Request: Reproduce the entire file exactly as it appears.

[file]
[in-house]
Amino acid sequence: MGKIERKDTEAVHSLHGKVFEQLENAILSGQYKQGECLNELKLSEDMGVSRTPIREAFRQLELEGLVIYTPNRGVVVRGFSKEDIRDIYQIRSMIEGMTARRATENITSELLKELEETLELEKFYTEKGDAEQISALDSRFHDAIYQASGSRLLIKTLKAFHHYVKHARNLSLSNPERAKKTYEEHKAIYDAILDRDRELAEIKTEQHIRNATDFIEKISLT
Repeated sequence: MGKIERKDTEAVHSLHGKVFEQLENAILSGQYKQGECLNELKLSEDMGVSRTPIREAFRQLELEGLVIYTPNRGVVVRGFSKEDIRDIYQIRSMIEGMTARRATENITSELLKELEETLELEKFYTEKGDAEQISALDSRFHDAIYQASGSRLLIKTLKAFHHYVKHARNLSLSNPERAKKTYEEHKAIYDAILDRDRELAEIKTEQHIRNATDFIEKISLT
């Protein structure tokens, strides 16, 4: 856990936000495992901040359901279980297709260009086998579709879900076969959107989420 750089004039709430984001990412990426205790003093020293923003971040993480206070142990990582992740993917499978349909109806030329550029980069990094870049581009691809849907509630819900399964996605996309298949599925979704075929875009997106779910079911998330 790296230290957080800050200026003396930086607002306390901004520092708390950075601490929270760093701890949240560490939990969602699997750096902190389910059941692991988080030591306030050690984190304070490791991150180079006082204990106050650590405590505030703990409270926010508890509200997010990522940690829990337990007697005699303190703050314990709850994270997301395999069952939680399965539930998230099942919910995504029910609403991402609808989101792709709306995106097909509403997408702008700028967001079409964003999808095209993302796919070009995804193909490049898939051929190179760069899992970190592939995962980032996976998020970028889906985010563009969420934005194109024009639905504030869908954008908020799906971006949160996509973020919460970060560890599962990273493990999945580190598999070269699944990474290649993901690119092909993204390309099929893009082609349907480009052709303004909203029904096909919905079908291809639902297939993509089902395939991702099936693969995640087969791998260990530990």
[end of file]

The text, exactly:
[in-house]
Amino acid sequence: MGKIERKDTEAVHSLHGKVFEQLENAILSGQYKQGECLNELKLSEDMGVSRTPIREAFRQLELEGLVIYTPNRGVVVRGFSKEDIRDIYQIRSMIEGMTARRATENITSELLKELEETLELEKFYTEKGDAEQISALDSRFHDAIYQASGSRLLIKTLKAFHHYVKHARNLSLSNPERAKKTYEEHKAIYDAILDRDRELAEIKTEQHIRNATDFIEKISLT
Repeated sequence: MGKIERKDTEAVHSLHGKVFEQLENAILSGQYKQGECLNELKLSEDMGVSRTPIREAFRQLELEGLVIYTPNRGVVVRGFSKEDIRDIYQIRSMIEGMTARRATENITSELLKELEETLELEKFYTEKGDAEQISALDSRFHDAIYQASGSRLLIKTLKAFHHYVKHARNLSLSNPERAKKTYEEHKAIYDAILDRDRELAEIKTEQHIRNATDFIEKISLT
């Protein structure tokens, strides 16, 4: 856990936000495992901040359901279980297709260009086998579709879900076969959107989420 750089004039709430984001990412990426205790003093020293923003971040993480206070142990990582992740993917499978349909109806030329550029980069990094870049581009691809849907509630819900399964996605996309298949599925979704075929875009997106779910079911998330 790296230290957080800050200026003396930086607002306390901004520092708390950075601490929270760093701890949240560490939990969602699997750096902190389910059941692991988080030591306030050690984190304070490791991150180079006082204990106050650590405590505030703990409270926010508890509200997010990522940690829990337990007697005699303190703050314990709850994270997301395999069952939680399965539930998230099942919910995504029910609403991402609808989101792709709306995106097909509403997408702008700028967001079409964003999808095209993302796919070009995804193909490049898939051929190179760069899992970190592939995962980032996976998020970028889906985010563009969420934005194109024009639905504030869908954008908020799906971006949160996509973020919460970060560890599962990273493990999945580190598999070269699944990474290649993901690119092909993204390309099929893009082609349907480009052709303004909203029904096909919905079908291809639902297939993509089902395939991702099936693969995640087969791998260990530990």